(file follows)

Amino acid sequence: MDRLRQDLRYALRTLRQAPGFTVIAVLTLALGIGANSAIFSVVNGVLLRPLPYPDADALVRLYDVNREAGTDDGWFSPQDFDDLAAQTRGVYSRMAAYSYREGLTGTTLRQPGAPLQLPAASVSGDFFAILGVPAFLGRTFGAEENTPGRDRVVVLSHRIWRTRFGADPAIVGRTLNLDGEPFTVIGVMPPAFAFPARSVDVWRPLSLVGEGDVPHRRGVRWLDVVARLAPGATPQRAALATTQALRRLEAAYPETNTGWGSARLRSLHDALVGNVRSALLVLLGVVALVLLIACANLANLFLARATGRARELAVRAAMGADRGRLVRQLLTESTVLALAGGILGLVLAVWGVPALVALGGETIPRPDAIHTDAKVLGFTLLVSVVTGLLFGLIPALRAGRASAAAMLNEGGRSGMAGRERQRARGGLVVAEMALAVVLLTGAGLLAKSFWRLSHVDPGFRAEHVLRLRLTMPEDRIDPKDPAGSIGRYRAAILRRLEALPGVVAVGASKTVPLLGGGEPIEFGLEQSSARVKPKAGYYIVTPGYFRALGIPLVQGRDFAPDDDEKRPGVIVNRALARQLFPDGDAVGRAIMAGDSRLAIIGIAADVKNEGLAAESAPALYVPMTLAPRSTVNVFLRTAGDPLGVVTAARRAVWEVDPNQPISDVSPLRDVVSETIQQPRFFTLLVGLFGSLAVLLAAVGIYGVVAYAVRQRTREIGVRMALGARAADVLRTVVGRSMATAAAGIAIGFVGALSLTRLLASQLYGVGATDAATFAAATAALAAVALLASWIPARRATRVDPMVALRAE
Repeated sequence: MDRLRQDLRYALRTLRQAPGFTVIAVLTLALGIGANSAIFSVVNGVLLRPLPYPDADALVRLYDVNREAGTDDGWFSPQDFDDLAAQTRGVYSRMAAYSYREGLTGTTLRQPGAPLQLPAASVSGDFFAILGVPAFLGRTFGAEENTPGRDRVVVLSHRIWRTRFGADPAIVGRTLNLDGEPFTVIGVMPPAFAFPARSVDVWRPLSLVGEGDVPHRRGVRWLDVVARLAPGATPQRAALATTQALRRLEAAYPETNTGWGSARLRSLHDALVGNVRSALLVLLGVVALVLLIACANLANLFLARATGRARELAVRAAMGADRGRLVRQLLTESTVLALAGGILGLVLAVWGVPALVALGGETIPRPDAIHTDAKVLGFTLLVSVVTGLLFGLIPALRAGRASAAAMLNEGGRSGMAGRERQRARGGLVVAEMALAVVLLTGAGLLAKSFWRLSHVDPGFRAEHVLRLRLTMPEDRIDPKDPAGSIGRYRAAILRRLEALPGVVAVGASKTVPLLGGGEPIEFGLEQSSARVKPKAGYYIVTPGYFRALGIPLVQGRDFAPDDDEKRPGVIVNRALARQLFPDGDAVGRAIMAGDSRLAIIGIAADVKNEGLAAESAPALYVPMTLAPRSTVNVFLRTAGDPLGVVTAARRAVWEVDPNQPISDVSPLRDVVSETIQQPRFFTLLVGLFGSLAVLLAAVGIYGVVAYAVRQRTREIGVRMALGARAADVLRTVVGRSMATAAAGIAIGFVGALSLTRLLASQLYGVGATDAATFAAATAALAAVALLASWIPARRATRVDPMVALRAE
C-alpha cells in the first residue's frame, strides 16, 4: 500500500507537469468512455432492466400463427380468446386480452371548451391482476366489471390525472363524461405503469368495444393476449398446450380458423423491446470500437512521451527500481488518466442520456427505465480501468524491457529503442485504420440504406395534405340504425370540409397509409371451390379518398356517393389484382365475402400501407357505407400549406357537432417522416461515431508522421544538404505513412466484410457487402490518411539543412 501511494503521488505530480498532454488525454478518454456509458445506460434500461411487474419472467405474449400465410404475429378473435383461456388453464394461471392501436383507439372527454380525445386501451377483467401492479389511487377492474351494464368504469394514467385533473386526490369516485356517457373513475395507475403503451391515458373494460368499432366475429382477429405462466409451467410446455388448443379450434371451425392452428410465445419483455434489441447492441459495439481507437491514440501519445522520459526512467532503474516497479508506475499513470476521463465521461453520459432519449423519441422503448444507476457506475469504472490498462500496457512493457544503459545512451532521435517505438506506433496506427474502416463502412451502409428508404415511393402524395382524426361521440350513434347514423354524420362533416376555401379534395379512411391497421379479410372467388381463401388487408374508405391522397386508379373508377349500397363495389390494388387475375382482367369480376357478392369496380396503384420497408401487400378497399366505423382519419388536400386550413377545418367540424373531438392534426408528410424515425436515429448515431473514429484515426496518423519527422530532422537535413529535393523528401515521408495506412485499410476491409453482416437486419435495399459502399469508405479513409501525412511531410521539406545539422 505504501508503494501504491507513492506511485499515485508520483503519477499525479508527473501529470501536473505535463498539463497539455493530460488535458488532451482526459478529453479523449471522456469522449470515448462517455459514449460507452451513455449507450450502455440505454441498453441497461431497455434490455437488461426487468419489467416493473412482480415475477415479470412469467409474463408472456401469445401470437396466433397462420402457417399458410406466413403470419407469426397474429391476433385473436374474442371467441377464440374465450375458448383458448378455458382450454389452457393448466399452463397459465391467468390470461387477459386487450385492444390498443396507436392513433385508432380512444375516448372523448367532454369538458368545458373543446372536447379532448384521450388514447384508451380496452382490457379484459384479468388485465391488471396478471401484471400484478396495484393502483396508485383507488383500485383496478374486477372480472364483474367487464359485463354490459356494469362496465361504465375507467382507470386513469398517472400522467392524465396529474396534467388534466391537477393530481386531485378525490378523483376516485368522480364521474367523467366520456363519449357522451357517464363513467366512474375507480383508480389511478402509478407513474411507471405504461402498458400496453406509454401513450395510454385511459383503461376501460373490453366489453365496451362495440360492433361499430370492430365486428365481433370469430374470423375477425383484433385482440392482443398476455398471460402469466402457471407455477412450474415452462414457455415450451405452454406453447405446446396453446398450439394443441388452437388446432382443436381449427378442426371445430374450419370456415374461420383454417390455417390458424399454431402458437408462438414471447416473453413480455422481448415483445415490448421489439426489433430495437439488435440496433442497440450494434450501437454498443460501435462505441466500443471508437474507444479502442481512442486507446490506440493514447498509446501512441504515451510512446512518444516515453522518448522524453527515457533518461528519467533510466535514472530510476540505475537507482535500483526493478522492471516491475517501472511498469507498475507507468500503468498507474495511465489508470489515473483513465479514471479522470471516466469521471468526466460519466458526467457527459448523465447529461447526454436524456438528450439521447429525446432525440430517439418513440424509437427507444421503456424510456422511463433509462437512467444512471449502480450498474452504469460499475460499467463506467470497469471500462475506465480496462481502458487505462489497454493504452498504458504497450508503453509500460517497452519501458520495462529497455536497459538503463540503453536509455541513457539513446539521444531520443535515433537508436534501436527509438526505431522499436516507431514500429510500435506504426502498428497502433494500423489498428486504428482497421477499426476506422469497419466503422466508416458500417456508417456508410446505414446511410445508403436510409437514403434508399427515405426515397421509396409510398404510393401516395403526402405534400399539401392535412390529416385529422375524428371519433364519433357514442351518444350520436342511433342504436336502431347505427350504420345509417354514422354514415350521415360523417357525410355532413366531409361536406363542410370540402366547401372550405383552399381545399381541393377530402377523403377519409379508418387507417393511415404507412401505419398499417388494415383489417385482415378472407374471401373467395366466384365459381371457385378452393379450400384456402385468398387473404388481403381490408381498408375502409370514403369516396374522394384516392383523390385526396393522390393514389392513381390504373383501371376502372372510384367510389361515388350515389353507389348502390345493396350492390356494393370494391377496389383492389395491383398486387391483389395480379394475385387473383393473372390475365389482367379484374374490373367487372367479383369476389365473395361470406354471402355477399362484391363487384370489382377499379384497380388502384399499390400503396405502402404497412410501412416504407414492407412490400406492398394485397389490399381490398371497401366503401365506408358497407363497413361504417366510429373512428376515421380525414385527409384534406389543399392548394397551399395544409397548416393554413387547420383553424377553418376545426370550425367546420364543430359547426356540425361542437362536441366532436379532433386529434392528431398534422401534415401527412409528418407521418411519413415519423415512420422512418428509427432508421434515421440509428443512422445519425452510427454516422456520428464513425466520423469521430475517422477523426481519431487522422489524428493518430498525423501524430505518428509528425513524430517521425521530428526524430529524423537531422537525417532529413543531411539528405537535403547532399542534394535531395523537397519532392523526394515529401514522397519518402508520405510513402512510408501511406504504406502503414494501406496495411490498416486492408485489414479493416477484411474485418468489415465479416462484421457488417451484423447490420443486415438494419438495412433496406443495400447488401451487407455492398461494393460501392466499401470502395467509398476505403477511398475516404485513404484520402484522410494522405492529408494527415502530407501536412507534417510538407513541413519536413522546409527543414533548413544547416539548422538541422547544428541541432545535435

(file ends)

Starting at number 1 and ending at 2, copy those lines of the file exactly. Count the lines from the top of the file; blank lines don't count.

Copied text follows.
Amino acid sequence: MDRLRQDLRYALRTLRQAPGFTVIAVLTLALGIGANSAIFSVVNGVLLRPLPYPDADALVRLYDVNREAGTDDGWFSPQDFDDLAAQTRGVYSRMAAYSYREGLTGTTLRQPGAPLQLPAASVSGDFFAILGVPAFLGRTFGAEENTPGRDRVVVLSHRIWRTRFGADPAIVGRTLNLDGEPFTVIGVMPPAFAFPARSVDVWRPLSLVGEGDVPHRRGVRWLDVVARLAPGATPQRAALATTQALRRLEAAYPETNTGWGSARLRSLHDALVGNVRSALLVLLGVVALVLLIACANLANLFLARATGRARELAVRAAMGADRGRLVRQLLTESTVLALAGGILGLVLAVWGVPALVALGGETIPRPDAIHTDAKVLGFTLLVSVVTGLLFGLIPALRAGRASAAAMLNEGGRSGMAGRERQRARGGLVVAEMALAVVLLTGAGLLAKSFWRLSHVDPGFRAEHVLRLRLTMPEDRIDPKDPAGSIGRYRAAILRRLEALPGVVAVGASKTVPLLGGGEPIEFGLEQSSARVKPKAGYYIVTPGYFRALGIPLVQGRDFAPDDDEKRPGVIVNRALARQLFPDGDAVGRAIMAGDSRLAIIGIAADVKNEGLAAESAPALYVPMTLAPRSTVNVFLRTAGDPLGVVTAARRAVWEVDPNQPISDVSPLRDVVSETIQQPRFFTLLVGLFGSLAVLLAAVGIYGVVAYAVRQRTREIGVRMALGARAADVLRTVVGRSMATAAAGIAIGFVGALSLTRLLASQLYGVGATDAATFAAATAALAAVALLASWIPARRATRVDPMVALRAE
Repeated sequence: MDRLRQDLRYALRTLRQAPGFTVIAVLTLALGIGANSAIFSVVNGVLLRPLPYPDADALVRLYDVNREAGTDDGWFSPQDFDDLAAQTRGVYSRMAAYSYREGLTGTTLRQPGAPLQLPAASVSGDFFAILGVPAFLGRTFGAEENTPGRDRVVVLSHRIWRTRFGADPAIVGRTLNLDGEPFTVIGVMPPAFAFPARSVDVWRPLSLVGEGDVPHRRGVRWLDVVARLAPGATPQRAALATTQALRRLEAAYPETNTGWGSARLRSLHDALVGNVRSALLVLLGVVALVLLIACANLANLFLARATGRARELAVRAAMGADRGRLVRQLLTESTVLALAGGILGLVLAVWGVPALVALGGETIPRPDAIHTDAKVLGFTLLVSVVTGLLFGLIPALRAGRASAAAMLNEGGRSGMAGRERQRARGGLVVAEMALAVVLLTGAGLLAKSFWRLSHVDPGFRAEHVLRLRLTMPEDRIDPKDPAGSIGRYRAAILRRLEALPGVVAVGASKTVPLLGGGEPIEFGLEQSSARVKPKAGYYIVTPGYFRALGIPLVQGRDFAPDDDEKRPGVIVNRALARQLFPDGDAVGRAIMAGDSRLAIIGIAADVKNEGLAAESAPALYVPMTLAPRSTVNVFLRTAGDPLGVVTAARRAVWEVDPNQPISDVSPLRDVVSETIQQPRFFTLLVGLFGSLAVLLAAVGIYGVVAYAVRQRTREIGVRMALGARAADVLRTVVGRSMATAAAGIAIGFVGALSLTRLLASQLYGVGATDAATFAAATAALAAVALLASWIPARRATRVDPMVALRAE